Posted by Kevin on November 18, 2014.
If you had to select four European countries and sum up their national government policy in single sentences, you would not go far wrong with this:
I never thought I would say this, but thank god for France and Germany! They may yet save Europe from American trade (and political) domination resulting from the US-EU Transatlantic Trade and Investment Partnership
Germany is known to be unhappy with the Investor State Dispute Settlement mechanism (ISDS). This section of the treaty will allow companies to object if any national policy impinges on their ability to do business; ie, affects their profits. This will naturally require arbitration, and the natural arbiters are the national courts. The national courts, however, are likely to be biased in favour of their own national (or regional in the case of the European Court) laws; so the Americans are pressing for ISDS to be settled by a new court system.
Here’s how the EFF described it last month:
The construction of these investor-state courts hardly allow for impartial rulemaking. In existing ISDS courts, they are comprised of three private-sector attorneys who take turns being judge and/or corporate advocate. Corporate plaintiffs in ISDS cases can demand hundreds of millions, or even billions of dollars in damages against countries. Even a threat of an ISDS case can be enough for nations to strike down whatever policy a corporation doesn’t like, because they simply cannot afford to lose and be forced to pay such exorbitant penalties.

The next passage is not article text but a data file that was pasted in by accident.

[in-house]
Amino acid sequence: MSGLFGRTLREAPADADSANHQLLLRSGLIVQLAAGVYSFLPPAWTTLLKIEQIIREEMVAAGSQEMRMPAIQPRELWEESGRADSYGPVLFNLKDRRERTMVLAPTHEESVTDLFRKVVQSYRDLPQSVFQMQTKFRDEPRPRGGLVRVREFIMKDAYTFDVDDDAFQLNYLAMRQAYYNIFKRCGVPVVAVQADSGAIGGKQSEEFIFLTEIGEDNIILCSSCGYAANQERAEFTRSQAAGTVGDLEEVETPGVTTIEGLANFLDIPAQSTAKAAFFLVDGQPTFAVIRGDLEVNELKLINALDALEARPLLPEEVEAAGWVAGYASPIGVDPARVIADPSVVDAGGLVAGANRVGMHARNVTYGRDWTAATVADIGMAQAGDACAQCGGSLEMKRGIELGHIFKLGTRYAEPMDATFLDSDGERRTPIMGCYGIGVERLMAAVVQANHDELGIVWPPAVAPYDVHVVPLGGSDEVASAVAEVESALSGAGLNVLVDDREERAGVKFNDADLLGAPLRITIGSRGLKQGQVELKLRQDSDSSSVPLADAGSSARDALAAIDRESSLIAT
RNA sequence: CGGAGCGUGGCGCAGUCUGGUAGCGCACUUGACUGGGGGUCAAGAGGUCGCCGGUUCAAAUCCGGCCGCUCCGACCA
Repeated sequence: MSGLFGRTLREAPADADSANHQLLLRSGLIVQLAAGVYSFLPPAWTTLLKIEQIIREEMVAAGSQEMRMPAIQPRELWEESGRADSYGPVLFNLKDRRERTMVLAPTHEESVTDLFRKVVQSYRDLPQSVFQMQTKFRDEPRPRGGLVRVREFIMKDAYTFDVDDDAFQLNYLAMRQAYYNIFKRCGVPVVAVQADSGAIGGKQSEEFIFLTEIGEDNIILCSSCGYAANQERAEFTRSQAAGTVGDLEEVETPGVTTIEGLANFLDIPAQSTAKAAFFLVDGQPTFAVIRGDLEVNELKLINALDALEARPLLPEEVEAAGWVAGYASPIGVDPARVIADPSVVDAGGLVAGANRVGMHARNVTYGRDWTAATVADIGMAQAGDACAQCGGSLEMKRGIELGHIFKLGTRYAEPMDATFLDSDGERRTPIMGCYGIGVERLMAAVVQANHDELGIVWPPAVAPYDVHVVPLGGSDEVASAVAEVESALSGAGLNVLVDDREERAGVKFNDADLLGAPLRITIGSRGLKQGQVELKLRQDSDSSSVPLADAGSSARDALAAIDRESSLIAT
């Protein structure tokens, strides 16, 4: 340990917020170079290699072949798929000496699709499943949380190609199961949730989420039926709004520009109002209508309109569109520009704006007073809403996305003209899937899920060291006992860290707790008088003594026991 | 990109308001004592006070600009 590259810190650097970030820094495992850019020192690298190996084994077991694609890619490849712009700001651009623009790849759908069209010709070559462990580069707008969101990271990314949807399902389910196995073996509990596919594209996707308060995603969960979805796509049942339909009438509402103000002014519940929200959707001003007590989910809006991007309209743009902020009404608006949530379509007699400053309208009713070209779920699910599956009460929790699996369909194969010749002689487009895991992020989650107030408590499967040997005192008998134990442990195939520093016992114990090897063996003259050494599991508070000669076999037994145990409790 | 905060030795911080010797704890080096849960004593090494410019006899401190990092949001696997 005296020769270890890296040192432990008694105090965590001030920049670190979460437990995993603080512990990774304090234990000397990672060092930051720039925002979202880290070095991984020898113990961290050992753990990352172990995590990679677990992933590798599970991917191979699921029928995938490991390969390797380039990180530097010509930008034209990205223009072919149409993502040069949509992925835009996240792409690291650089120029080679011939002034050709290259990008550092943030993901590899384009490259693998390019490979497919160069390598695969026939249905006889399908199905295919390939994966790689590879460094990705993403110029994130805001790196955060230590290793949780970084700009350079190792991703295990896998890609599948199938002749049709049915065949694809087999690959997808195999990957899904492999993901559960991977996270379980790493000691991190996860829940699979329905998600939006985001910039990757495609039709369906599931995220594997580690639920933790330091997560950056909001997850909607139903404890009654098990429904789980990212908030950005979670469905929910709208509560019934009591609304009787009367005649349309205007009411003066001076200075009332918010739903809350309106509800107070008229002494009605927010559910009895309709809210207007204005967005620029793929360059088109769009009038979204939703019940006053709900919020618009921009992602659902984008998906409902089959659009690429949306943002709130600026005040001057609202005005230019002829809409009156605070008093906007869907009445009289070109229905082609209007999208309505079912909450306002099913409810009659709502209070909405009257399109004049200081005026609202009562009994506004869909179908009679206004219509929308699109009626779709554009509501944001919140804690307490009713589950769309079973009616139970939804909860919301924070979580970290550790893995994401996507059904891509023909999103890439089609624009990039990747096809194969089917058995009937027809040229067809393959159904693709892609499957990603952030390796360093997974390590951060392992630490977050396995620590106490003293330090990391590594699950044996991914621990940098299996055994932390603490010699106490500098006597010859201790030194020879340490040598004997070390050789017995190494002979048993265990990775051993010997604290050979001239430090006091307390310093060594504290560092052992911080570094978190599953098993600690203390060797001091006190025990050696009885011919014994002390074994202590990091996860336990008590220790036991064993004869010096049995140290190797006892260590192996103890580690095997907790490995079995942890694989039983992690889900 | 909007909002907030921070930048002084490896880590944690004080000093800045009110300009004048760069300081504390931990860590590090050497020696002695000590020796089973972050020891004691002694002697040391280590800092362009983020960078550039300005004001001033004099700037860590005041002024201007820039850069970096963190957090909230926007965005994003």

EU-US Trade Negotiations Continue Shutting out the Public—When Will They Learn?
Got that? The adjudicators in these cases will be private lawyers (and don’t we just love them) of the sort that are paid millions of dollars to represent the very same big companies.
Luckily, Germany has already said, Nein. Discussing both the EU-Canada trade agreement (CETA) and also TTIP, German economy minister Sigmar Gabriel told a parliamentary debate, “It is completely clear that we reject these investment protection agreements.”
Now France has similarly said, Non.
“France did not want the ISDS to be included in the negotiation mandate,” Matthias Fekl told the French Senate. “We have to preserve the right of the state to set and apply its own standards, to maintain the impartiality of the justice system and to allow the people of France, and the world, to assert their values,” he added.
French government will not sign TTIP agreement in 2015
Since the TTIP will need to be signed off unanimously by all European states, we have come to the rather odd situation where the British people may well be saved from the British government by a Franco/German alliance.Share This: Submitted in: Expert Views, Kevin Townsend's opinions, News, News_legal, News_politics |